This is an equation which links the growth factor with the growth factor γ. Typically, we think of ε <1, such that the nonservice sector (which is declining in terms of laborforce share) is a sector with higher productivity growth such that > 1. This specification will be used in the quantitative analysis.
Ⅳ. Quantitative Analysis
In this section, we regress the log of the nonservice sector to service sector employment share on a linear time trend and constant and the log of emissions per capita and the log of GDP per capita on a quadratic time trend and constant, and interpret the coefficients from these regressions as functions of the underlying variables of the structural model. This interpretation is then used to infer the values of the structural variables from these coefficients. In the next section, we use these parameter values to conduct a counterfactual analysis of emissions changes in Korea to determine the role of various factors including structural change in accounting for emissions dynamics.
1. Regression Analysis
From equation (4), after taking logs, the OLS estimation of
identifies the parameter estimates for lnα and lnγ. These estimates are reported in <Table 1>. All coefficients are tightly estimated and the R^{2} is high.
[Figure 3] compares the actual path of ln with its predicted path using the estimates in <Table 1>. The linear predicted path does a remarkable job of fitting the actual trend in this ratio. This is consistent with other studies of structural transition which predict this kind of linear change in the log of ratio of nonservice to service sector workers. Predictions are taken forward to 2020 using the estimated coefficients for lnα and lnγ.
From equation (6), the estimation of the log emissions per capita on a quadratic time trend is
which is estimated using simple OLS. The coefficients from this estimation will identify
These estimates are reported in <Table 2>. All coefficients are tightly estimated and the R^{2} is high.
[Figure 4] compares the actual paths of lne_{t} with their predicted path using the estimates of <Table 2>. Predictions from the quadratic time trend path are taken forward to 2020. The predicted path follows the actual path very closely, and the concave path of per capita emissions is expected to continue into 2020.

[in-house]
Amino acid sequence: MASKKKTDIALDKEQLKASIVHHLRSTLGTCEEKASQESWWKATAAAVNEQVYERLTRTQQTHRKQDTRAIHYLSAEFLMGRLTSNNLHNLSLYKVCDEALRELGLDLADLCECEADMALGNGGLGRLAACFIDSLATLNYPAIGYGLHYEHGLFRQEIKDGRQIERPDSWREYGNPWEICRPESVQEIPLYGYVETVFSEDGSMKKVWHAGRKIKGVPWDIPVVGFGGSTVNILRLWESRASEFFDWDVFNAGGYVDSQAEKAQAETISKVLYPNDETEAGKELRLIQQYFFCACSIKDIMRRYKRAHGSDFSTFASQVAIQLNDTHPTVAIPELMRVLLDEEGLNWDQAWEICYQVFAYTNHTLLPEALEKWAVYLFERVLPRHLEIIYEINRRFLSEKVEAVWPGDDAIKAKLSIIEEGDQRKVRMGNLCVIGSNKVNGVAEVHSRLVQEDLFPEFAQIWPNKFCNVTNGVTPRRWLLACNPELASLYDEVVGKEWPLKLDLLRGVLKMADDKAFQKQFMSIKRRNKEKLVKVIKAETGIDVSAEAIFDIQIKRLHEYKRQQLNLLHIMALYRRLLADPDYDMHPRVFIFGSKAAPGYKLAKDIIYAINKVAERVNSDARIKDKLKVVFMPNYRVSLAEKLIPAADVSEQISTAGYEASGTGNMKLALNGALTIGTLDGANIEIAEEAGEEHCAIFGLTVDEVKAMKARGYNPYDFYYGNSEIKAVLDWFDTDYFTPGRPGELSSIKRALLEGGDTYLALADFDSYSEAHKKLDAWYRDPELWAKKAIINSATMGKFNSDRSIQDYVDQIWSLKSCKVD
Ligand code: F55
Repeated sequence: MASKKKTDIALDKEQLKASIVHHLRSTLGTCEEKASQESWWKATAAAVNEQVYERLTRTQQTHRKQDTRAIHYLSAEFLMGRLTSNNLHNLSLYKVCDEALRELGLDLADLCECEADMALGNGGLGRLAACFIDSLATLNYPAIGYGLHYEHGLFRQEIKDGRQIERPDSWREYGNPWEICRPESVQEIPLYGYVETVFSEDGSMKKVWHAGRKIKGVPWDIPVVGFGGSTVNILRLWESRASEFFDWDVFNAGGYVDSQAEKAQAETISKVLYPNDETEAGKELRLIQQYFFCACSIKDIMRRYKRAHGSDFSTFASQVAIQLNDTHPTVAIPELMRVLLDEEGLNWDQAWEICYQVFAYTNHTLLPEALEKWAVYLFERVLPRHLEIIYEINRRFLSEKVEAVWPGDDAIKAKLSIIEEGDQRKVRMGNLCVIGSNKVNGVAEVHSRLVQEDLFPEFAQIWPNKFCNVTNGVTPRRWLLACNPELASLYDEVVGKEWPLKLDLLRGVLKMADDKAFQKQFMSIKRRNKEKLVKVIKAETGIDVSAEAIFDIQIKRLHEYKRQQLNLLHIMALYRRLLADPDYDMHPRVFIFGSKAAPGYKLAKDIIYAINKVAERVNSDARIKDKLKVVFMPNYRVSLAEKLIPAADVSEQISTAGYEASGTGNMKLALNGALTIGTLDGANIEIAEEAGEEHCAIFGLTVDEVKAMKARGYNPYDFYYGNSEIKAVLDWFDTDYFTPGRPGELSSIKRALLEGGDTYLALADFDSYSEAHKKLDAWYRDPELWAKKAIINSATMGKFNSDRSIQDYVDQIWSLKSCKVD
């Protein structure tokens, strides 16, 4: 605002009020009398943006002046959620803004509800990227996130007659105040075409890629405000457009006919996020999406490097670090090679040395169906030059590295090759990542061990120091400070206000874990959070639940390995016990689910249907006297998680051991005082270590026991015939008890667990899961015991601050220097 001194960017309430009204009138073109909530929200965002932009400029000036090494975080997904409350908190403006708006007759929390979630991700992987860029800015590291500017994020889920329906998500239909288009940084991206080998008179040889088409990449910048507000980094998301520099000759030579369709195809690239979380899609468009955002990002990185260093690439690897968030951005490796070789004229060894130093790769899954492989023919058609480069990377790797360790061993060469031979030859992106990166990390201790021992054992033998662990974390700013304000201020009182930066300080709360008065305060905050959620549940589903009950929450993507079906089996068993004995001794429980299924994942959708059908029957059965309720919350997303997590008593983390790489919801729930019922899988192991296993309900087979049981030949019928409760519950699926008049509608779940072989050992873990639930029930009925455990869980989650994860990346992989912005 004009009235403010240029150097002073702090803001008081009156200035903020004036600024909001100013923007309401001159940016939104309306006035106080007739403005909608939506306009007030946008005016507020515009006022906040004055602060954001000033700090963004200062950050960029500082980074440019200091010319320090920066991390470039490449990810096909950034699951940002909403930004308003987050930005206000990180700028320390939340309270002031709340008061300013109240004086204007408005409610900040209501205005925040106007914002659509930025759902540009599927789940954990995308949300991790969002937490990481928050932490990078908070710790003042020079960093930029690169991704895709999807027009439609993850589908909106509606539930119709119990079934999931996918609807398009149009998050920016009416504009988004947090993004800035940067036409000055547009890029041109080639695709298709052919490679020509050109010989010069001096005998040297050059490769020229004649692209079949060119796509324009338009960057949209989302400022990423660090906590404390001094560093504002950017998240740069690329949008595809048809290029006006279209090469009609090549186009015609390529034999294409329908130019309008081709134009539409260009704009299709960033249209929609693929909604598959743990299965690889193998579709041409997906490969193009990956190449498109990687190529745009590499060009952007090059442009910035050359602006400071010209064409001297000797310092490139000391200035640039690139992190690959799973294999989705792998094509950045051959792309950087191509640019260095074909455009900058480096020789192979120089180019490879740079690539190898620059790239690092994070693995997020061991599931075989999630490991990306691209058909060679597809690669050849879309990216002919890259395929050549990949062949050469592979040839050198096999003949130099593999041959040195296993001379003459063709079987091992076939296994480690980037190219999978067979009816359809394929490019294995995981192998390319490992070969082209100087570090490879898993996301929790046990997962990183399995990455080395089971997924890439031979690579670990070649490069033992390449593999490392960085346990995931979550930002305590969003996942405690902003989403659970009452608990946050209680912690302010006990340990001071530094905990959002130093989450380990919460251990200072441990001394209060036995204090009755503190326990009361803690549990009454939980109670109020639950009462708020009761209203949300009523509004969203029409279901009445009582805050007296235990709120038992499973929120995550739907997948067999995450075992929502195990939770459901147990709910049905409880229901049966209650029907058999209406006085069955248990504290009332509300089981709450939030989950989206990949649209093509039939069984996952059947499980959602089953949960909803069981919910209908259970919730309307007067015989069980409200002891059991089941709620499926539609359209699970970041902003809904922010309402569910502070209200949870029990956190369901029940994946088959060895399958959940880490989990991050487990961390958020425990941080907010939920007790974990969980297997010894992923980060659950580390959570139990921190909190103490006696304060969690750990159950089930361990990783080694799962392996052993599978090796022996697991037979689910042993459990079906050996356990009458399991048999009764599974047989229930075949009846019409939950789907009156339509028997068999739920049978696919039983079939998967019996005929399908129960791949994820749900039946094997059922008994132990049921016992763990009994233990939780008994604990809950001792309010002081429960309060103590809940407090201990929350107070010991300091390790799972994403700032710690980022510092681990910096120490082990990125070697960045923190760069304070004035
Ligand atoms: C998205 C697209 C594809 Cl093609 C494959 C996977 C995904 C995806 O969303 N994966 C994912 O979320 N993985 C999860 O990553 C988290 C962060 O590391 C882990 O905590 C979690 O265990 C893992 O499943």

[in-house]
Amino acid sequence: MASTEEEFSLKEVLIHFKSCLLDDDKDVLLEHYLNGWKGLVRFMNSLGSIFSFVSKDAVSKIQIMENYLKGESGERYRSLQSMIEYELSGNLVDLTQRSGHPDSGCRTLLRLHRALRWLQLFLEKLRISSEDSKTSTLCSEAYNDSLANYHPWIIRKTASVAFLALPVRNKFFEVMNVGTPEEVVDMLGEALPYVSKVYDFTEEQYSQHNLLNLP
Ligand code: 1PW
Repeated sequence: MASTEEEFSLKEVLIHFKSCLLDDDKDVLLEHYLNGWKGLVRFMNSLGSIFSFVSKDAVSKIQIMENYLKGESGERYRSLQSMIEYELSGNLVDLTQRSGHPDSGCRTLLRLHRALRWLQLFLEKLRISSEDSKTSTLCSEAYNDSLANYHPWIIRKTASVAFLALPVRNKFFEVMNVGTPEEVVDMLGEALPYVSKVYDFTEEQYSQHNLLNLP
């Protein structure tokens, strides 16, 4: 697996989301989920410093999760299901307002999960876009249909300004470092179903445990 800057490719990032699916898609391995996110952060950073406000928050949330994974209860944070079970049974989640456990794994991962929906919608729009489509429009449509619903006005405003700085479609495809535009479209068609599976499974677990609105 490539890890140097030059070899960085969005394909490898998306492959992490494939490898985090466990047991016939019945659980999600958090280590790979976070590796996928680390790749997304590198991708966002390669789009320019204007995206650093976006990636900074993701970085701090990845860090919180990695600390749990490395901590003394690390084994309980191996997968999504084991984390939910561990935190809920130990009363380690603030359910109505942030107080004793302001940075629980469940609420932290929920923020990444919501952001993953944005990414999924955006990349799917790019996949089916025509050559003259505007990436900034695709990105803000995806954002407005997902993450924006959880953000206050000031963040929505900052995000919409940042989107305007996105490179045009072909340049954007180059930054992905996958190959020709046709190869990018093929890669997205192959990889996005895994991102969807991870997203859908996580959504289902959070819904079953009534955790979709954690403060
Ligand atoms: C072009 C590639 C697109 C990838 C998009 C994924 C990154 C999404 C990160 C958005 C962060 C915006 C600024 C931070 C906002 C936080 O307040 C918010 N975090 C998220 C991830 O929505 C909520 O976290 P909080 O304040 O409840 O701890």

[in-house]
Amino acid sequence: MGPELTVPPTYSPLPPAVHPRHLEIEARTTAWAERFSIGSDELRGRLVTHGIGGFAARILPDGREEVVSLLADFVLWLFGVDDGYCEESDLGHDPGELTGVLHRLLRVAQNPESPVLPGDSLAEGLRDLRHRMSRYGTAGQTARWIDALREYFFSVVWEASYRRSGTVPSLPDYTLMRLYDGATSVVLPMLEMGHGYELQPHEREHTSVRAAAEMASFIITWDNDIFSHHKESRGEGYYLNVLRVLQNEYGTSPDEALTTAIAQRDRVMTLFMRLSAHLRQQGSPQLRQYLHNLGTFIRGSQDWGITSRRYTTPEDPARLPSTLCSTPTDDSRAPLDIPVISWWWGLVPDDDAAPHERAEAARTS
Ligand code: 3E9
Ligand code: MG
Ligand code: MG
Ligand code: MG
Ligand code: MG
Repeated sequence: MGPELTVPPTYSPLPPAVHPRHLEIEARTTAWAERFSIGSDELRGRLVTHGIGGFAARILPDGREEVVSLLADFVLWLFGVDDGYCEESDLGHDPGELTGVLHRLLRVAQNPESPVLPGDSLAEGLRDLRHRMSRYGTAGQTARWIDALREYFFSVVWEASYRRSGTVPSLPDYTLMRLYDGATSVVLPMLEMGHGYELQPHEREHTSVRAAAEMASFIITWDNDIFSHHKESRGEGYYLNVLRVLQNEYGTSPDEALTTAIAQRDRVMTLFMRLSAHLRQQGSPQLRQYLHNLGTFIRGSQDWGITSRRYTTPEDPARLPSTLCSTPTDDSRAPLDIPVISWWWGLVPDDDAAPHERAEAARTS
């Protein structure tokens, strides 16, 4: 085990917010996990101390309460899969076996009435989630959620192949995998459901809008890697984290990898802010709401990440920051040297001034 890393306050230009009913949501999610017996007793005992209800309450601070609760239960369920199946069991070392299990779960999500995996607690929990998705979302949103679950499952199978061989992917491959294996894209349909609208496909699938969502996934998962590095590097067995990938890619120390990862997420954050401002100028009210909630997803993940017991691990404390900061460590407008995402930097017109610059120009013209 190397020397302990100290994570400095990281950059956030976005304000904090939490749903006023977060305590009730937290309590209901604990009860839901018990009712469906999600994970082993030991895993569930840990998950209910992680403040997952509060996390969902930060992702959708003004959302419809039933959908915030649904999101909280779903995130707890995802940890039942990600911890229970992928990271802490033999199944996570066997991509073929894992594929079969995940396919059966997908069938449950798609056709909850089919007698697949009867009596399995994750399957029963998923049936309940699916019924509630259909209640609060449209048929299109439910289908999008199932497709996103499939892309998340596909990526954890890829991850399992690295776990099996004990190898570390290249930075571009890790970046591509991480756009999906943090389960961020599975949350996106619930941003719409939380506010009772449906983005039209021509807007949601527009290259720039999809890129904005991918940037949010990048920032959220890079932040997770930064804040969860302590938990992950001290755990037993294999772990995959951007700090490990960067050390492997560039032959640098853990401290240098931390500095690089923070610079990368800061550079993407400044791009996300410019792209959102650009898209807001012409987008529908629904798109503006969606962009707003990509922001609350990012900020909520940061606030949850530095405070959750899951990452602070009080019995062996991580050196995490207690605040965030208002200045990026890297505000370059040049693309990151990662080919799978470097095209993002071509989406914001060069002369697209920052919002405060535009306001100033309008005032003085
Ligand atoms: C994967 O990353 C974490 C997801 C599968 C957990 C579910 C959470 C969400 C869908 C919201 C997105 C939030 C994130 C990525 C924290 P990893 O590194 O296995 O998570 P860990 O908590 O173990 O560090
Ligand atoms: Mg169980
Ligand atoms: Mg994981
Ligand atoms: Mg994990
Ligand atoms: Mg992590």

From equation (9), the estimation of the log GDP per capita on a quadratic time trend is
which is estimated by simple OLS. The coefficients of this estimation identify
These estimates are reported in <Table 3>. Again, all coefficients are tightly estimated and the R^{2} is remarkably high.
[Figure 4] also compares the actual paths of lny_{t} with their predicted path using the estimates of <Table 3>. Predictions from the quadratic time trend path are taken forward to 2020. The predicted path follows the actual path very closely, and the concave path of per capita GDP is expected to continue into 2020.
[Figure 5] compares the log of the ratio of aggregate emissions to GDP, ln since 1980 with its predicted path. The 32% decline in the ratio has occurred along a linear path for the log of this ratio ln, such that we can see the rate of decline has been close to constant.
This linear path is being matched well by the predicted path of ln, which is predicted to continue into 2020 at the estimated coefficients. Here, the predicted ln is constructed using the predicted lne_{t}, lny_{t} from their quadratic time trend paths (discussed above) given that ln = ln ≡ lne_{t} − lny_{t}.
2. Technology Parameters
Recall that we typically think of the elasticity of substitution parameter ε < 1, such that the nonservice sector which is declining in terms of labor share is a sector with higher productivity growth such that > 1. For the elasticity of substitution between service and nonservice goods, I will use the typical parameter of ε = 0.5. See for instance Ngai and Pissarides (2007), Acemoglu and Guerrieri (2008) and Buera and Kaboski (2009) who use similar elasticity parameters. Then from equation (12), we can determine as a function of γ.
Given ε and equation (12), the eight estimates in <Table 1>~<Table 3>, and the six equations in (15) and (17), we can calculate the ten technology parameters of the model.9 The point estimates for the ten technology parameters are reported in <Table 4>. Given the tight coefficient estimates, and the high R^{2} associated with the estimations of regressions above, we can be confident of the implied point estimates reported here.